Loomia’s general mission statement is to be a pioneer in the field of smart clothing – clothing that lights up when it gets dark, hospital bedding that signals a dangerous drop in the patient’s temperature etc. Over the longer term, however, Loomia sees data becoming just as important to its business model as the pioneering smart fabric technology which has helped it to attract widespread media interest.
The Loomia ICO’s objective is to finance the technology that will track, verify and secure the data as generated by a user’s clothes and other fabric-based products.
Loomia can achieve all this through use of a high-tech, weightless fabric with inbuilt micro-circuits for which it has already acquired the necessary patents.
This pioneering technology will then be married to something known the Loomia Tile – the focus of this review – which serves several functions including providing battery power, collecting data, storing data.
The white-paper has a strong technical focus – the business case is less of a focus for the project team because Loomia is itself an established business.
The Loomia ICO’s core concept revolves around revolutionising identity verification and personal data recording. Its technology employs multi-factor authentication to maintain the integrity of an individual’s identity, and its integration into clothing keeps track of personal and physical data for as long as a user wears the integrated clothing.
There are three core components to the Loomia system’s framework:
- Loomia Electronic Layer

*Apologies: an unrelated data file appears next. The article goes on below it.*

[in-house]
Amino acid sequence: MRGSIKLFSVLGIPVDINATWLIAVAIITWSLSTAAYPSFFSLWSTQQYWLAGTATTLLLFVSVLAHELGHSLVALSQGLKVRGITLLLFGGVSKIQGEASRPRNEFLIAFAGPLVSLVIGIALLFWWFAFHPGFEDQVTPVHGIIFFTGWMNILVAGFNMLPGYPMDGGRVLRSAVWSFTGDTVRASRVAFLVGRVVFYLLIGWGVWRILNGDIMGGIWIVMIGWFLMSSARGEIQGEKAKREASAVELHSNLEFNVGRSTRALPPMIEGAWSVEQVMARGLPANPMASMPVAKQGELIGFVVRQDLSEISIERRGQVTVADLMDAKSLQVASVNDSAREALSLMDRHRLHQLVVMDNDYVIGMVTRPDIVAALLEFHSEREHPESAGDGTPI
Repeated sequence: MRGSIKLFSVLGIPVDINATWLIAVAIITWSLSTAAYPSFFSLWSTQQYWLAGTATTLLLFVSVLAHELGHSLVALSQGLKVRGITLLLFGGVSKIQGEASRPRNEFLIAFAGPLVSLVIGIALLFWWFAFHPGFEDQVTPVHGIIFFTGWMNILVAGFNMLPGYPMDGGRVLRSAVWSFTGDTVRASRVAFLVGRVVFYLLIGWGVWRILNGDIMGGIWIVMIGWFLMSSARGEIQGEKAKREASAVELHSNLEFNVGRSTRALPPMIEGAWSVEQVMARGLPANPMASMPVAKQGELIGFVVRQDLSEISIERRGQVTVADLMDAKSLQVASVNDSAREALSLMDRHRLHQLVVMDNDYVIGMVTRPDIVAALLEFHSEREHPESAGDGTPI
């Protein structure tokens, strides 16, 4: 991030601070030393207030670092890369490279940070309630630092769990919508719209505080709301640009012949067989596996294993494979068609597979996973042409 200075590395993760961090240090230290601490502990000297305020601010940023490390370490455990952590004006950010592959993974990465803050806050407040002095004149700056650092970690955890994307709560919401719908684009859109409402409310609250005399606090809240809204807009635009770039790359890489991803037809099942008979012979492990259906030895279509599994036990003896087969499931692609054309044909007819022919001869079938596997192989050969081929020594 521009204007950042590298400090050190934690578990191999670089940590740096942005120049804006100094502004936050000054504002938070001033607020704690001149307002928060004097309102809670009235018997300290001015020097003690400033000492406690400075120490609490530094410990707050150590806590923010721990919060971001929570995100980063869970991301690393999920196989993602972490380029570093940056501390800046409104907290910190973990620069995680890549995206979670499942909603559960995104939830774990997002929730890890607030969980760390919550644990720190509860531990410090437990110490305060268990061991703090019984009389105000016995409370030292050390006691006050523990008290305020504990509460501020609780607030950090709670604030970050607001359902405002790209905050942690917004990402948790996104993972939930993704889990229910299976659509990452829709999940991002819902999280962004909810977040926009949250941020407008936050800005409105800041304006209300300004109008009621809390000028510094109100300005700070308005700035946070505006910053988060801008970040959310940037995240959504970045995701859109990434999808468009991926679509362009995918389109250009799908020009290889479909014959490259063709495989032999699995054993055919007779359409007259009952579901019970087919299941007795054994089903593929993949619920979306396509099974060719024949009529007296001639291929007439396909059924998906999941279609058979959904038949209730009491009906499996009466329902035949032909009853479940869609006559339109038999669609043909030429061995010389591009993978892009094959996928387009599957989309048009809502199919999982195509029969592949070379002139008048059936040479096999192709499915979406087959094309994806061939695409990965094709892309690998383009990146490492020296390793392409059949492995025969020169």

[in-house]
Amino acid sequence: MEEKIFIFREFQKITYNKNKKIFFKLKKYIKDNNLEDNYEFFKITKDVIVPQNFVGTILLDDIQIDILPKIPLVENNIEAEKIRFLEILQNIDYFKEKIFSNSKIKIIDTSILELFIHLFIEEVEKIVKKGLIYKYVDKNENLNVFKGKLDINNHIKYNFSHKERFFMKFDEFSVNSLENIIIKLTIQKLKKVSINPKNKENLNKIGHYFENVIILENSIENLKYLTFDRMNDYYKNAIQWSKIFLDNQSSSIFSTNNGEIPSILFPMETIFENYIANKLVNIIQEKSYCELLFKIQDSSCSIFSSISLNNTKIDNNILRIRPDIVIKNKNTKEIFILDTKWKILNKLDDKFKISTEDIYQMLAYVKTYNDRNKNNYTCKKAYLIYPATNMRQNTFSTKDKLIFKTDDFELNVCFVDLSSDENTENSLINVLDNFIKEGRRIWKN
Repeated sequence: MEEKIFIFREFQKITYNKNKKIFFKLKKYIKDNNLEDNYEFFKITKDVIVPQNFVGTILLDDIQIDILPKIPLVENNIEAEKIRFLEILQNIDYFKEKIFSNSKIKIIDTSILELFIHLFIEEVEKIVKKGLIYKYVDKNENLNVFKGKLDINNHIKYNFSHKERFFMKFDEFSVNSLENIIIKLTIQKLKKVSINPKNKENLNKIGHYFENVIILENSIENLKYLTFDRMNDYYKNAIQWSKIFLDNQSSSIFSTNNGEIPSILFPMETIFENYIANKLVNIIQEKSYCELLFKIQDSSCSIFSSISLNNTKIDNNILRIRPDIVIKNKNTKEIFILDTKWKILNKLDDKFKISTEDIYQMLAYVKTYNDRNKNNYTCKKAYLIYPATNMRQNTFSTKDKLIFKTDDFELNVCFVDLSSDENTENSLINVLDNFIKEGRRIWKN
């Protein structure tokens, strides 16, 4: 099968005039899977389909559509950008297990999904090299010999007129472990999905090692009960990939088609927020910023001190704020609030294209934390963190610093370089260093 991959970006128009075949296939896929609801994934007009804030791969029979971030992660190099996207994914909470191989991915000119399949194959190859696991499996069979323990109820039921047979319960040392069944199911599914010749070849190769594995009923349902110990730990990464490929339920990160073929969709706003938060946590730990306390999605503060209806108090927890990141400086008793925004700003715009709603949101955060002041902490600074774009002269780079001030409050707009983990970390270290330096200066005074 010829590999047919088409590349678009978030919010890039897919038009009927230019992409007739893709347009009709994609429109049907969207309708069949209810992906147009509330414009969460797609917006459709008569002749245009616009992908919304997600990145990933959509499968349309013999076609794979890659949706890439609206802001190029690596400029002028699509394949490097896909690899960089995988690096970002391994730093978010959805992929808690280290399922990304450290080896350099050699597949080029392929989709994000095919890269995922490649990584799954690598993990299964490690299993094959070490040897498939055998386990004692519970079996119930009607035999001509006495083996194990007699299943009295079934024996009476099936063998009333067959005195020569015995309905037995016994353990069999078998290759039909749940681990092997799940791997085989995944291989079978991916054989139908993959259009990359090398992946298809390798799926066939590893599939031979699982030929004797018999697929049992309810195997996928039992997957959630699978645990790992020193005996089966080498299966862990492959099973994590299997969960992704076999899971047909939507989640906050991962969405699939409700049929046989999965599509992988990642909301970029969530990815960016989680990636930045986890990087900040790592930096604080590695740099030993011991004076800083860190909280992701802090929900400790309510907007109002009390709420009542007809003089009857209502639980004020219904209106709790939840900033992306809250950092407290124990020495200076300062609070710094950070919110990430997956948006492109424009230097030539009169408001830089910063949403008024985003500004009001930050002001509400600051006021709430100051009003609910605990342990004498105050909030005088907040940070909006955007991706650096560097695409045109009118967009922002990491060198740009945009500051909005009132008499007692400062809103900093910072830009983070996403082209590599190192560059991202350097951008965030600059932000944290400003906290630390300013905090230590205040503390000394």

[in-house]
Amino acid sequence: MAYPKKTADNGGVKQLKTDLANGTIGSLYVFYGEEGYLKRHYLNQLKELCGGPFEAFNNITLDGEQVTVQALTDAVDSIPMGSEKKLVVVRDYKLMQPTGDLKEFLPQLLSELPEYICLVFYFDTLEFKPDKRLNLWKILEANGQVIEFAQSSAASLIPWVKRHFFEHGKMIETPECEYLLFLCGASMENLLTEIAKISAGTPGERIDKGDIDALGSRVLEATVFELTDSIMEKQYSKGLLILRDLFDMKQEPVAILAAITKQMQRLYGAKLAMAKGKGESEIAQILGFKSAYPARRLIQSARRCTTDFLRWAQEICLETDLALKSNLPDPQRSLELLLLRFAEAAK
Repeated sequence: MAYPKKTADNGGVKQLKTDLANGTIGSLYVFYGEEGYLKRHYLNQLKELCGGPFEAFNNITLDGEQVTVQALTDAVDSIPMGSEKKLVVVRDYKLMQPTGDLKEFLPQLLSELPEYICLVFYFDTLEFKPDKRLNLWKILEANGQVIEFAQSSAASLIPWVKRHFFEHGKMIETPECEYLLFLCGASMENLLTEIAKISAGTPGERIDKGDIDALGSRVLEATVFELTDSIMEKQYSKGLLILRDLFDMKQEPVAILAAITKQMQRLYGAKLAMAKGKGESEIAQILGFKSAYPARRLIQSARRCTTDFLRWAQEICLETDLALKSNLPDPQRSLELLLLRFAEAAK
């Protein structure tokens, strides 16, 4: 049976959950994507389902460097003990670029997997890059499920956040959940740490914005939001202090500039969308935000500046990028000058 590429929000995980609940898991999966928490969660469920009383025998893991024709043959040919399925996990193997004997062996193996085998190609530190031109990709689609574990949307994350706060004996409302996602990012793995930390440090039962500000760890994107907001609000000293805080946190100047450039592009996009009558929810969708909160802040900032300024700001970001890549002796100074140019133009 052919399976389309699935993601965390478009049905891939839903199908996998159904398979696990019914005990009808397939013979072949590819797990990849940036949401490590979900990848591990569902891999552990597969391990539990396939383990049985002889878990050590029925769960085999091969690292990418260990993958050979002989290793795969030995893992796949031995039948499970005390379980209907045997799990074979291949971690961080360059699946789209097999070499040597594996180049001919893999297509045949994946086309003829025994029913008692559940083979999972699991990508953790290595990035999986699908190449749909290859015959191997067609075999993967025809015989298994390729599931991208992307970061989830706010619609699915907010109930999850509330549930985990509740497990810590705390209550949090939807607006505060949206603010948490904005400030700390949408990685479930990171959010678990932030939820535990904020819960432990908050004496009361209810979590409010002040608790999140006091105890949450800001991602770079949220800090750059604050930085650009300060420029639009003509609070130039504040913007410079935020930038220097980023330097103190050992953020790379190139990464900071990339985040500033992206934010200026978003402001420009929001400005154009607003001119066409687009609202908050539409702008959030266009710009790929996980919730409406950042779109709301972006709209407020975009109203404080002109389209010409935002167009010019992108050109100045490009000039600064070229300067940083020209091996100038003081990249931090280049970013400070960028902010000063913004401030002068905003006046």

- Loomia Tile
- Loomia Tile Platform
The Loomia Electronic Layer is a small circuit system that will be placed inside users’ clothing. Once implemented, it will be responsible for recording data about its user and his/her physical environment. Examples of tracked data include temperature, frequency of use, condition etc.
The Loomia Tile associates the data gathered by the Loomia Electronic Layer to a specific user. Multiple individuals can share a Loomia Tile to save their data, but thanks to the Tile’s fingerprint authentication, users cannot access anyone’s data but their own.
The Loomia Tile Platform is software that allows users to upload, manage, and save the data collected by The Loomia Tile. Individuals can then sell this data to researchers, data collection centers or other participants in the Loomia eco-system in exchange for Loomia tokens.
The whitepaper is generally cogent and presents the Loomia proposition clearly. One shortcoming is its failure to elaborate on Loomia’s potential use cases within industries other than those it targets in its roadmap.
The Loomia roadmap does not have any hard dates listed for its milestones, but it does give an anticipated time-frame for the completion of its product.
Many of the milestones listed for the next six to twelve month period involve developing basic technological innovations crucial to Loomia’s model. These include the Loomia Electronic Layer and Loomia Tile bridge technology, integrating the Tile’s data storage, developing the LEL’s sensory technology, creating a simple data exchange, and designing a token wallet.
Two to three years down the road, the team has more ambitious goals in mind, including multi-function product tracking with the LEL and Tile, an identity scoring system, and non-textile application of Loomia to other industries (e.g., automotive and furniture).